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I’d never heard of the B of the Bang until John mentioned that it was dropping to bits this morning. Apparently, it’s not for the first time, either.

The B of the Bang is Britain’s largest bespoke metalwork sculpture and is a series of rusted spikes jutting out at various angles standing proudly at 184ft made to celebrate the 2002 Commonwealth Games. It’s situated just outside the City of Manchester Stadium and the emergency services were called to slice a piece off over the weekend after motorists started worrying about it wobbling in the wind.

B of the Bang

It only cost a mere £1.4 million pounds sterling, but the first alarm bell sounded the day before it was officially opened as one of the spikes decided to detach itself.

(UPDATE) There used to be a B of the Bang blog which went into a bit of detail about the whole process with pictures of the offending spike and even mentioned the investigation. Unfortunately, nothing has been mentioned on the blog since the start of the first investigation other than a post titled ‘Grand opening goes with a Bang!’ – without any irony, I might add.

So much for blogs as crisis tools.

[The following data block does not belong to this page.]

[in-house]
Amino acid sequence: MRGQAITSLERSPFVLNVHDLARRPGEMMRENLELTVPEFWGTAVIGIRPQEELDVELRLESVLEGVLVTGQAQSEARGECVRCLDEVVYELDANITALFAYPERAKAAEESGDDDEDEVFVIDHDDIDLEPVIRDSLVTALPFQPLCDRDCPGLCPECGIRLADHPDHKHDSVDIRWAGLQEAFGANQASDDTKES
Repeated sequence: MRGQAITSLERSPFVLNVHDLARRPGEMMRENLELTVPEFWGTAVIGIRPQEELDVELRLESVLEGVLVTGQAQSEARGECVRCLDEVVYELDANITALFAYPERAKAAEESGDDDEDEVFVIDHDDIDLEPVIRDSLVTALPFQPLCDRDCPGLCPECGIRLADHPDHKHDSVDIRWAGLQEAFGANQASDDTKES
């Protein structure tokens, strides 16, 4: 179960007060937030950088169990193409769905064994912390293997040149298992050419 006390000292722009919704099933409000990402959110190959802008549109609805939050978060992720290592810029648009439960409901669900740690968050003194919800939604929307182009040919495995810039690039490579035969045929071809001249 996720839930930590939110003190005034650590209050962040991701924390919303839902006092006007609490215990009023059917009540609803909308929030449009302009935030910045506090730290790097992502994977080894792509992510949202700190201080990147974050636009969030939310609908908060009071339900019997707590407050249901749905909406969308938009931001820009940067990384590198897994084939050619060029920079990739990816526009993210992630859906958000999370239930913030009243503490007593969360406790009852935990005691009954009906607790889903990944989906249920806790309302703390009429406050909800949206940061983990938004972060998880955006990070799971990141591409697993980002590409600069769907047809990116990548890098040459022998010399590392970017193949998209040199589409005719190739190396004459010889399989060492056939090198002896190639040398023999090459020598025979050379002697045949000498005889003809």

The report of this weekend’s debacle is in the Manchester Evening News along with some interesting local comments. I managed to ignore those wailing that the money would’ve been better spent on schools and hospitals. However, my favourite B of the Bang site has to be this one with a full 360 degree rotating virtual tour.

We’ve put Jasper on standby with his angle grinder to go and take the blighter down if need be. Jasper’s also been kind enough to allow me access to his little black book. You’d be right to assume it’s not full of foxy ladies, but something much closer to the jocular jock’s heart – in this case welding stresses. You should be honoured that he’s allowed me to scan the relevant pages for your perusal.

It’s awfully easy to blame the welding, but why do you think they don’t weld the steel structural work in buildings or weld planes together?

The answer, my friend, is blowing in the wind.